* Discussion and hints*:

Here the y-component of the position for P is known not as an explicit function of time, but rather as a function of the x-component of its position. For velocity and acceleration, you need derivatives with respect to time. Recall that you can use the chain rule of differentiation in order to effect the derivative of y with respect to time: *dy/dt = (dy/dx)*(dx/dt)*.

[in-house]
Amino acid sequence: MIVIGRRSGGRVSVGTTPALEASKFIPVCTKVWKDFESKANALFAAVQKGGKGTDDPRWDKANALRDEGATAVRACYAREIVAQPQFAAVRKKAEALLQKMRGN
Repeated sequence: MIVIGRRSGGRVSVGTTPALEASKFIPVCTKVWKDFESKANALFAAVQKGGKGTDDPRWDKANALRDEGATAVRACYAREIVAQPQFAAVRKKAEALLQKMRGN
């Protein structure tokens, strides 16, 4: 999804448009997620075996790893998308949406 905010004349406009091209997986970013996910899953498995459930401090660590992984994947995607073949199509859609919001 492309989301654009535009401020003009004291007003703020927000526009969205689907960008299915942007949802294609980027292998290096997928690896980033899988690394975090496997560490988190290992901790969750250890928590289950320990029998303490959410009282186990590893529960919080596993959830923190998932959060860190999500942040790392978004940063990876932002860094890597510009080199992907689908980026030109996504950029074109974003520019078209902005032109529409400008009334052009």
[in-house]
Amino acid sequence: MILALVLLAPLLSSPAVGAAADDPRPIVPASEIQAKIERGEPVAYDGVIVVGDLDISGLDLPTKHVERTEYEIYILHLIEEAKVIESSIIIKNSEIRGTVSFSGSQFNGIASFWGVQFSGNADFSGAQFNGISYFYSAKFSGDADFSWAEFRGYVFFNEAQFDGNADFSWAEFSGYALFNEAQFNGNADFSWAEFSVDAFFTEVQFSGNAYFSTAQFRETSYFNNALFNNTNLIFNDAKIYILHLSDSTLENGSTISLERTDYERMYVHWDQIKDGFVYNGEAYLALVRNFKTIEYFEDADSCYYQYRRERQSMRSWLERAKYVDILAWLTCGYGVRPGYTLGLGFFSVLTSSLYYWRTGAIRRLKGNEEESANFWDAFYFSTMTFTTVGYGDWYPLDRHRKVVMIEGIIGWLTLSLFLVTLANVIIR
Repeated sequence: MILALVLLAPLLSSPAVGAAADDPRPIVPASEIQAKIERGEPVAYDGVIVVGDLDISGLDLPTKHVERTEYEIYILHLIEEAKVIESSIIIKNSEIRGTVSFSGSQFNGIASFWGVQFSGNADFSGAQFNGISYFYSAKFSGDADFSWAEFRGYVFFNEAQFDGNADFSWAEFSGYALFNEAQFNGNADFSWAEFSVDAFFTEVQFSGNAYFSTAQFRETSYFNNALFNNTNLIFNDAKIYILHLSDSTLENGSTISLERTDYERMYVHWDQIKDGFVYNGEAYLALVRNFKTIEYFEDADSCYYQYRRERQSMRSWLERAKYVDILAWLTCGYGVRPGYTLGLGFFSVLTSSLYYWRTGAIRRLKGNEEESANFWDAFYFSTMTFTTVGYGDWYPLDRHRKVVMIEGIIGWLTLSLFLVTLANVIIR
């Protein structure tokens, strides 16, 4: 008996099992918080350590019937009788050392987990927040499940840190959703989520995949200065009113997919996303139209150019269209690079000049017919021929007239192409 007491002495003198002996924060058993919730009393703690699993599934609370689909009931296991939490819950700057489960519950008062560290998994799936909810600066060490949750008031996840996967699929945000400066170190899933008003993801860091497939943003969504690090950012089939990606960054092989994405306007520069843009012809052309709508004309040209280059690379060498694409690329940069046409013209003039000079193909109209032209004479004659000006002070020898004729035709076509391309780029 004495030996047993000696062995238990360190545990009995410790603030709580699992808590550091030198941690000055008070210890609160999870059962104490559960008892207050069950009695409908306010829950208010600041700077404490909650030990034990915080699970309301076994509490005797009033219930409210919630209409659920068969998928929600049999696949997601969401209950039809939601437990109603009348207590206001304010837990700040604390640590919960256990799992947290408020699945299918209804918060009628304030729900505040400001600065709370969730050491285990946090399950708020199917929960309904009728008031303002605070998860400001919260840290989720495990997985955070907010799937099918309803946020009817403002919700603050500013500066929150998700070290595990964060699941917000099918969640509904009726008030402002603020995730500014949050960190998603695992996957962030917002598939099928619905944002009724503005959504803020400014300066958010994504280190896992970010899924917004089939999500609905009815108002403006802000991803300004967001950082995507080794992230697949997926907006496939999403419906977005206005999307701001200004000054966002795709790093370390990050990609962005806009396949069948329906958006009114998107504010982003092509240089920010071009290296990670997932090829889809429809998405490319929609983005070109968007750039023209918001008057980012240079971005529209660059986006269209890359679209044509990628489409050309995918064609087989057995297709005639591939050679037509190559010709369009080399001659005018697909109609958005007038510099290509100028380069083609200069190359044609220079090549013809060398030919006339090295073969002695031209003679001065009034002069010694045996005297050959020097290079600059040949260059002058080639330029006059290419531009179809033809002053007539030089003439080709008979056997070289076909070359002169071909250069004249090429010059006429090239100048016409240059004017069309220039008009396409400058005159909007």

Provided above is an animated GIF of the motion for P. Notice how the velocity vector for P is always tangent to the path of P. We will soon see why this is true, in general. If you carefully watch the motion of P, you will see that the horizontal component of the velocity vector is constant - *WHY* is that? Also, the acceleration of P always points *vertically* for this problem - *WHY* is that?

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